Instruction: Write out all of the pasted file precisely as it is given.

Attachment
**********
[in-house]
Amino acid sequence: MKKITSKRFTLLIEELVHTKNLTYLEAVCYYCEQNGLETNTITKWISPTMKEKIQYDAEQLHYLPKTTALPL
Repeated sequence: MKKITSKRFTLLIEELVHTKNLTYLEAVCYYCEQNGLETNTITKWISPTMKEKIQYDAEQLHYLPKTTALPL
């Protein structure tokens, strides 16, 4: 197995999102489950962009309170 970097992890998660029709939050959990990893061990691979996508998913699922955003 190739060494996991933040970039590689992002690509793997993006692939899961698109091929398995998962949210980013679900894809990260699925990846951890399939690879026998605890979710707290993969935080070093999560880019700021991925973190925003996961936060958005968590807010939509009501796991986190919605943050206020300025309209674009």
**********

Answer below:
[in-house]
Amino acid sequence: MKKITSKRFTLLIEELVHTKNLTYLEAVCYYCEQNGLETNTITKWISPTMKEKIQYDAEQLHYLPKTTALPL
Repeated sequence: MKKITSKRFTLLIEELVHTKNLTYLEAVCYYCEQNGLETNTITKWISPTMKEKIQYDAEQLHYLPKTTALPL
């Protein structure tokens, strides 16, 4: 197995999102489950962009309170 970097992890998660029709939050959990990893061990691979996508998913699922955003 190739060494996991933040970039590689992002690509793997993006692939899961698109091929398995998962949210980013679900894809990260699925990846951890399939690879026998605890979710707290993969935080070093999560880019700021991925973190925003996961936060958005968590807010939509009501796991986190919605943050206020300025309209674009």